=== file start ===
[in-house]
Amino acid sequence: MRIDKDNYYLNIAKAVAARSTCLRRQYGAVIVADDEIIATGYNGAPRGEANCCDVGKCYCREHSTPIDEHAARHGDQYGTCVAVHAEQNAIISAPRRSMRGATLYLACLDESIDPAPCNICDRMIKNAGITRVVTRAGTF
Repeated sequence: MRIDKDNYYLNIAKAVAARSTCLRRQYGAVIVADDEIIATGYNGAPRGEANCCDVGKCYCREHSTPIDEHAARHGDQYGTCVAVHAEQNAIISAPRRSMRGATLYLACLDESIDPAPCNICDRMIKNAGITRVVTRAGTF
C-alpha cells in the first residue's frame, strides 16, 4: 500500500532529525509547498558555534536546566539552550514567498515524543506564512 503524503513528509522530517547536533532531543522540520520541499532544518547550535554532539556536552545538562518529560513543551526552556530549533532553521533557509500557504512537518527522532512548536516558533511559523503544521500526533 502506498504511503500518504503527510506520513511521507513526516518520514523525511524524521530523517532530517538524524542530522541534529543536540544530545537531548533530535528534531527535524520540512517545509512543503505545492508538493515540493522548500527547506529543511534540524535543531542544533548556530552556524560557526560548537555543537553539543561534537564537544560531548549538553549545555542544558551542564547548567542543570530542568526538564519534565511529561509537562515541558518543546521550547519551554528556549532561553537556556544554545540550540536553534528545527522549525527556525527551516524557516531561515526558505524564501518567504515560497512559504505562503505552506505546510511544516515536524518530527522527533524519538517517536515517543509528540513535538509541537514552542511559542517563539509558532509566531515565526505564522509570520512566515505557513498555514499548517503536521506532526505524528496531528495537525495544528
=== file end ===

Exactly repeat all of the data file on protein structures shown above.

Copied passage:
[in-house]
Amino acid sequence: MRIDKDNYYLNIAKAVAARSTCLRRQYGAVIVADDEIIATGYNGAPRGEANCCDVGKCYCREHSTPIDEHAARHGDQYGTCVAVHAEQNAIISAPRRSMRGATLYLACLDESIDPAPCNICDRMIKNAGITRVVTRAGTF
Repeated sequence: MRIDKDNYYLNIAKAVAARSTCLRRQYGAVIVADDEIIATGYNGAPRGEANCCDVGKCYCREHSTPIDEHAARHGDQYGTCVAVHAEQNAIISAPRRSMRGATLYLACLDESIDPAPCNICDRMIKNAGITRVVTRAGTF
C-alpha cells in the first residue's frame, strides 16, 4: 500500500532529525509547498558555534536546566539552550514567498515524543506564512 503524503513528509522530517547536533532531543522540520520541499532544518547550535554532539556536552545538562518529560513543551526552556530549533532553521533557509500557504512537518527522532512548536516558533511559523503544521500526533 502506498504511503500518504503527510506520513511521507513526516518520514523525511524524521530523517532530517538524524542530522541534529543536540544530545537531548533530535528534531527535524520540512517545509512543503505545492508538493515540493522548500527547506529543511534540524535543531542544533548556530552556524560557526560548537555543537553539543561534537564537544560531548549538553549545555542544558551542564547548567542543570530542568526538564519534565511529561509537562515541558518543546521550547519551554528556549532561553537556556544554545540550540536553534528545527522549525527556525527551516524557516531561515526558505524564501518567504515560497512559504505562503505552506505546510511544516515536524518530527522527533524519538517517536515517543509528540513535538509541537514552542511559542517563539509558532509566531515565526505564522509570520512566515505557513498555514499548517503536521506532526505524528496531528495537525495544528